The goals of the program would be three-fold:

  1. quick re-employment of thousands of skilled workers
  2. reintroduction of the conditions of competition and innovation
  3. creation of transportation companies focused on next-generation vehicle technologies and standards

Instead of a bailout, we could use the money to create what essentially would be a business (industry) incubator.  It would be a 2 – 3 year program, with the government (or some agent thereof) playing incubator to the complete range of companies, from design to aftermarket suppliers.  All of them would be required to incorporate new technologies and new sustainable standards.  The program would facilitate connecting entrepreneurs, workers, and investors.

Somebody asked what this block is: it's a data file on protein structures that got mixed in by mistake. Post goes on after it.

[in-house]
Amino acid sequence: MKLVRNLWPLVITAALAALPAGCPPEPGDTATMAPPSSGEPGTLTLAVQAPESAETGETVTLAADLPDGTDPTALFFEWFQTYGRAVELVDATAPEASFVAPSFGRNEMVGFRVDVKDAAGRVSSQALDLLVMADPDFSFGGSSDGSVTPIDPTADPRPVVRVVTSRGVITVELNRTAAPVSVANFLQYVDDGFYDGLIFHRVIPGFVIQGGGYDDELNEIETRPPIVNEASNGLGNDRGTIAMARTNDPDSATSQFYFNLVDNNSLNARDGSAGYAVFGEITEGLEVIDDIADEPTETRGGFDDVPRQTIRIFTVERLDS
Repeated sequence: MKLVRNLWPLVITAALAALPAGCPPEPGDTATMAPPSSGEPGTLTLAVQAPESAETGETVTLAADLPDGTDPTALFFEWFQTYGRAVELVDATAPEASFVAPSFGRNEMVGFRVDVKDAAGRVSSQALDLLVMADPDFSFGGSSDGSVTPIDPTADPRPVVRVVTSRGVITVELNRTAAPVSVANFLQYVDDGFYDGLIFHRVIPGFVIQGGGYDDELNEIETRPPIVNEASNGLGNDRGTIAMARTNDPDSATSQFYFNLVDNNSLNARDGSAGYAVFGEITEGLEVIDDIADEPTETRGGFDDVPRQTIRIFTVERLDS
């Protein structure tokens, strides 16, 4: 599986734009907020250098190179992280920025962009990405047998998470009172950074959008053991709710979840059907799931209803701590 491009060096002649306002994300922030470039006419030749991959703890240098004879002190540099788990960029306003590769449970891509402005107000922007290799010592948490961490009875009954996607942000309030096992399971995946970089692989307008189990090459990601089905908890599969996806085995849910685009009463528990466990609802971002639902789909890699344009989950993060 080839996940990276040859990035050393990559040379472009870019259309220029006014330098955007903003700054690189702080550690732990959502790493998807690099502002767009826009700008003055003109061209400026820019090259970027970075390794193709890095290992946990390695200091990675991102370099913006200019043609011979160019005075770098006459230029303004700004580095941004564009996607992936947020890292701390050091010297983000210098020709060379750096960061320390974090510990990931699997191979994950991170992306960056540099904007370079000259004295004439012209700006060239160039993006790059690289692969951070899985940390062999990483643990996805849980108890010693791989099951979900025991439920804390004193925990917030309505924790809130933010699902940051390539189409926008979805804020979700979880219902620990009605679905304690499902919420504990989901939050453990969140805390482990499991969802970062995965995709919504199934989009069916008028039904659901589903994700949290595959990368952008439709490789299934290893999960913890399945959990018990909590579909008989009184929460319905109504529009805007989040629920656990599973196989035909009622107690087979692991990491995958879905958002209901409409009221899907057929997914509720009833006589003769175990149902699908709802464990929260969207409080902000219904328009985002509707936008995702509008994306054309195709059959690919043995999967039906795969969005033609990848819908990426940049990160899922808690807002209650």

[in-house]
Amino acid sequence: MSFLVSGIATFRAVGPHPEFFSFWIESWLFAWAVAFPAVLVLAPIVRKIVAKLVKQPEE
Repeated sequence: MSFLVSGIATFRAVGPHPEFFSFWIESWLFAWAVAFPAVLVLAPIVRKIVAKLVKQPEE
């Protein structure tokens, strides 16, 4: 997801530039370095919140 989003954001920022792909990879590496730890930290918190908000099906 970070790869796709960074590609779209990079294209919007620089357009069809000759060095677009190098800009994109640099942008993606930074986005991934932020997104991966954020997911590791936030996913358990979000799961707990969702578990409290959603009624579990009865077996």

Fanciful?  Perhaps, but increasingly we need completely new perspectives and more radical ideas that can mobilize a wide range of actors to engage in the problems and to generate a multitude of experiments and possible answers.  As so many are starting to recognize today, simply shoring up the past is no longer sufficient to ensure our future.

Contact us: Vision Foresight Strategy

Filed under: Business, Economics, Sustainability, Transportation

4-Day Work Week Mistake?

In recent months cities and states across the country have been debating and experimenting with the four day work week.  It has even hit the federal scene, with congressmen calling for a four day week in DC.  And in almost every case the driving concern has been the reduction of car fuel savings and energy costs for the employer.  And of course Hawaii is half-way through it’s state experiment and responses seem positive.  But will this response to a ‘crisis’ set in motion more difficult strategic challenges in the years ahead?